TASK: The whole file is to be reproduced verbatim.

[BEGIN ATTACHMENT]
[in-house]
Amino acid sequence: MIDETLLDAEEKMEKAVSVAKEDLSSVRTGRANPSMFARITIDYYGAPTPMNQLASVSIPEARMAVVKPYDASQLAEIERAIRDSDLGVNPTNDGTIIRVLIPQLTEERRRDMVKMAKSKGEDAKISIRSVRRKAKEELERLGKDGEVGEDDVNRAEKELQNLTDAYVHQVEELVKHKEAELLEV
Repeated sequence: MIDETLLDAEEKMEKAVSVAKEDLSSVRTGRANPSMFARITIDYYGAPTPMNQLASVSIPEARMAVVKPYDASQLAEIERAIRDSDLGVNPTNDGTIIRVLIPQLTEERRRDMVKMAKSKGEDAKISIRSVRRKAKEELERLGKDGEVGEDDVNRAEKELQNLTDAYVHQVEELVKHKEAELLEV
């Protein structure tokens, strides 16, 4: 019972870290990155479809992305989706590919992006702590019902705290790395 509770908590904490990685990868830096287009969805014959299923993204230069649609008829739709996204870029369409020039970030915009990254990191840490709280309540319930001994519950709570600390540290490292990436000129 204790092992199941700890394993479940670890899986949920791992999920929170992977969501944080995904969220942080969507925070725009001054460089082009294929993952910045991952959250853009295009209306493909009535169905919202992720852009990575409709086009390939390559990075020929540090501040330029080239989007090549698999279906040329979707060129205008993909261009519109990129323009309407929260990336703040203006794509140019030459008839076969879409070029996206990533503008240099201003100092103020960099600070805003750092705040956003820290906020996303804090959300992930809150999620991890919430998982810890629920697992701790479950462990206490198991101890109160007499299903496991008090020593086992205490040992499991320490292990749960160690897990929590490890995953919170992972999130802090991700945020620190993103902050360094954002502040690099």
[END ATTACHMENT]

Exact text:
[in-house]
Amino acid sequence: MIDETLLDAEEKMEKAVSVAKEDLSSVRTGRANPSMFARITIDYYGAPTPMNQLASVSIPEARMAVVKPYDASQLAEIERAIRDSDLGVNPTNDGTIIRVLIPQLTEERRRDMVKMAKSKGEDAKISIRSVRRKAKEELERLGKDGEVGEDDVNRAEKELQNLTDAYVHQVEELVKHKEAELLEV
Repeated sequence: MIDETLLDAEEKMEKAVSVAKEDLSSVRTGRANPSMFARITIDYYGAPTPMNQLASVSIPEARMAVVKPYDASQLAEIERAIRDSDLGVNPTNDGTIIRVLIPQLTEERRRDMVKMAKSKGEDAKISIRSVRRKAKEELERLGKDGEVGEDDVNRAEKELQNLTDAYVHQVEELVKHKEAELLEV
């Protein structure tokens, strides 16, 4: 019972870290990155479809992305989706590919992006702590019902705290790395 509770908590904490990685990868830096287009969805014959299923993204230069649609008829739709996204870029369409020039970030915009990254990191840490709280309540319930001994519950709570600390540290490292990436000129 204790092992199941700890394993479940670890899986949920791992999920929170992977969501944080995904969220942080969507925070725009001054460089082009294929993952910045991952959250853009295009209306493909009535169905919202992720852009990575409709086009390939390559990075020929540090501040330029080239989007090549698999279906040329979707060129205008993909261009519109990129323009309407929260990336703040203006794509140019030459008839076969879409070029996206990533503008240099201003100092103020960099600070805003750092705040956003820290906020996303804090959300992930809150999620991890919430998982810890629920697992701790479950462990206490198991101890109160007499299903496991008090020593086992205490040992499991320490292990749960160690897990929590490890995953919170992972999130802090991700945020620190993103902050360094954002502040690099």